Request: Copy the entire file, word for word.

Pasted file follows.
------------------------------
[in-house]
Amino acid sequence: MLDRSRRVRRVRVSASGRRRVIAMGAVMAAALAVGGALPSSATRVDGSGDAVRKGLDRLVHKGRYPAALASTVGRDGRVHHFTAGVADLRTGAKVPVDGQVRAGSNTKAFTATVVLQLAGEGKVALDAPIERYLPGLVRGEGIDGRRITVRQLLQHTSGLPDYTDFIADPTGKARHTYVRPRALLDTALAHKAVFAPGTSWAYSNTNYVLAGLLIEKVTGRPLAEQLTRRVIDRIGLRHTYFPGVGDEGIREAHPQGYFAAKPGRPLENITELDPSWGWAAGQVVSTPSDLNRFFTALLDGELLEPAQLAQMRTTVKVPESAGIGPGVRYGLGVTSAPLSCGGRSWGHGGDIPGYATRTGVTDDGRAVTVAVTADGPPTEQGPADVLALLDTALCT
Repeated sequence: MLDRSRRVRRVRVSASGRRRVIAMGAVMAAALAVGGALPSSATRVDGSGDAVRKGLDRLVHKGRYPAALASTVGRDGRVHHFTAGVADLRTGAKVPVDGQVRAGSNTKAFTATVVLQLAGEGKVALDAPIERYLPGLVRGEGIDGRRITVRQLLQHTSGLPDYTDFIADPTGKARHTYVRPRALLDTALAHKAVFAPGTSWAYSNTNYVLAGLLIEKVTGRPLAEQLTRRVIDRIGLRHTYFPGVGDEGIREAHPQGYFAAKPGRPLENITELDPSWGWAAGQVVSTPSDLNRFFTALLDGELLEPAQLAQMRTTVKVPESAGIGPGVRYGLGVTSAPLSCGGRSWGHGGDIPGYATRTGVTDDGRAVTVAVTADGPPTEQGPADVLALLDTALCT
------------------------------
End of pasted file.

[in-house]
Amino acid sequence: MLDRSRRVRRVRVSASGRRRVIAMGAVMAAALAVGGALPSSATRVDGSGDAVRKGLDRLVHKGRYPAALASTVGRDGRVHHFTAGVADLRTGAKVPVDGQVRAGSNTKAFTATVVLQLAGEGKVALDAPIERYLPGLVRGEGIDGRRITVRQLLQHTSGLPDYTDFIADPTGKARHTYVRPRALLDTALAHKAVFAPGTSWAYSNTNYVLAGLLIEKVTGRPLAEQLTRRVIDRIGLRHTYFPGVGDEGIREAHPQGYFAAKPGRPLENITELDPSWGWAAGQVVSTPSDLNRFFTALLDGELLEPAQLAQMRTTVKVPESAGIGPGVRYGLGVTSAPLSCGGRSWGHGGDIPGYATRTGVTDDGRAVTVAVTADGPPTEQGPADVLALLDTALCT
Repeated sequence: MLDRSRRVRRVRVSASGRRRVIAMGAVMAAALAVGGALPSSATRVDGSGDAVRKGLDRLVHKGRYPAALASTVGRDGRVHHFTAGVADLRTGAKVPVDGQVRAGSNTKAFTATVVLQLAGEGKVALDAPIERYLPGLVRGEGIDGRRITVRQLLQHTSGLPDYTDFIADPTGKARHTYVRPRALLDTALAHKAVFAPGTSWAYSNTNYVLAGLLIEKVTGRPLAEQLTRRVIDRIGLRHTYFPGVGDEGIREAHPQGYFAAKPGRPLENITELDPSWGWAAGQVVSTPSDLNRFFTALLDGELLEPAQLAQMRTTVKVPESAGIGPGVRYGLGVTSAPLSCGGRSWGHGGDIPGYATRTGVTDDGRAVTVAVTADGPPTEQGPADVLALLDTALCT